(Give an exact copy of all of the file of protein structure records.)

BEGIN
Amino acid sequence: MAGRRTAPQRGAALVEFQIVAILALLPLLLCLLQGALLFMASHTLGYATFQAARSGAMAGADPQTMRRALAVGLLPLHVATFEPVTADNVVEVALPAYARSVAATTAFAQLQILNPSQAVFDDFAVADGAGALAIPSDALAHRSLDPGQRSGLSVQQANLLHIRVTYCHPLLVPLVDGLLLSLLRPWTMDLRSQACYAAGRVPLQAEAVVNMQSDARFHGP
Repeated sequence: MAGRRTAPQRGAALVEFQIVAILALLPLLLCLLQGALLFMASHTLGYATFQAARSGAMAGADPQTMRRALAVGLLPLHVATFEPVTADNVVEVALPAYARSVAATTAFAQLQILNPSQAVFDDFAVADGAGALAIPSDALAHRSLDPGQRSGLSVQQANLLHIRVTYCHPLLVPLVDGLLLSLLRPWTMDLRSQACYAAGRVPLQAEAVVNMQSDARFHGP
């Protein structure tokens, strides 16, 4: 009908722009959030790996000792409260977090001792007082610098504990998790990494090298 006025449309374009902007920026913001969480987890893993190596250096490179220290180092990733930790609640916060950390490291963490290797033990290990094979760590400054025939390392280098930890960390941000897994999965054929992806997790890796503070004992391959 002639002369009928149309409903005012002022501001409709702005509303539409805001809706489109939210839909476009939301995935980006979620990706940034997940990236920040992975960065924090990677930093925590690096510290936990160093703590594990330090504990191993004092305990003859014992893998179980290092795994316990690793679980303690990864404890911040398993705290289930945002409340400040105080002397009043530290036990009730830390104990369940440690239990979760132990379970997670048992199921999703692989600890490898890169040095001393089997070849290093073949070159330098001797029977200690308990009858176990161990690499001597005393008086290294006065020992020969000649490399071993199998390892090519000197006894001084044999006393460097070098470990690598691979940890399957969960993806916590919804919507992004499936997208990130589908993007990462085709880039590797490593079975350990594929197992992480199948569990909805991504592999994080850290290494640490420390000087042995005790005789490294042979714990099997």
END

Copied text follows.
Amino acid sequence: MAGRRTAPQRGAALVEFQIVAILALLPLLLCLLQGALLFMASHTLGYATFQAARSGAMAGADPQTMRRALAVGLLPLHVATFEPVTADNVVEVALPAYARSVAATTAFAQLQILNPSQAVFDDFAVADGAGALAIPSDALAHRSLDPGQRSGLSVQQANLLHIRVTYCHPLLVPLVDGLLLSLLRPWTMDLRSQACYAAGRVPLQAEAVVNMQSDARFHGP
Repeated sequence: MAGRRTAPQRGAALVEFQIVAILALLPLLLCLLQGALLFMASHTLGYATFQAARSGAMAGADPQTMRRALAVGLLPLHVATFEPVTADNVVEVALPAYARSVAATTAFAQLQILNPSQAVFDDFAVADGAGALAIPSDALAHRSLDPGQRSGLSVQQANLLHIRVTYCHPLLVPLVDGLLLSLLRPWTMDLRSQACYAAGRVPLQAEAVVNMQSDARFHGP
């Protein structure tokens, strides 16, 4: 009908722009959030790996000792409260977090001792007082610098504990998790990494090298 006025449309374009902007920026913001969480987890893993190596250096490179220290180092990733930790609640916060950390490291963490290797033990290990094979760590400054025939390392280098930890960390941000897994999965054929992806997790890796503070004992391959 002639002369009928149309409903005012002022501001409709702005509303539409805001809706489109939210839909476009939301995935980006979620990706940034997940990236920040992975960065924090990677930093925590690096510290936990160093703590594990330090504990191993004092305990003859014992893998179980290092795994316990690793679980303690990864404890911040398993705290289930945002409340400040105080002397009043530290036990009730830390104990369940440690239990979760132990379970997670048992199921999703692989600890490898890169040095001393089997070849290093073949070159330098001797029977200690308990009858176990161990690499001597005393008086290294006065020992020969000649490399071993199998390892090519000197006894001084044999006393460097070098470990690598691979940890399957969960993806916590919804919507992004499936997208990130589908993007990462085709880039590797490593079975350990594929197992992480199948569990909805991504592999994080850290290494640490420390000087042995005790005789490294042979714990099997």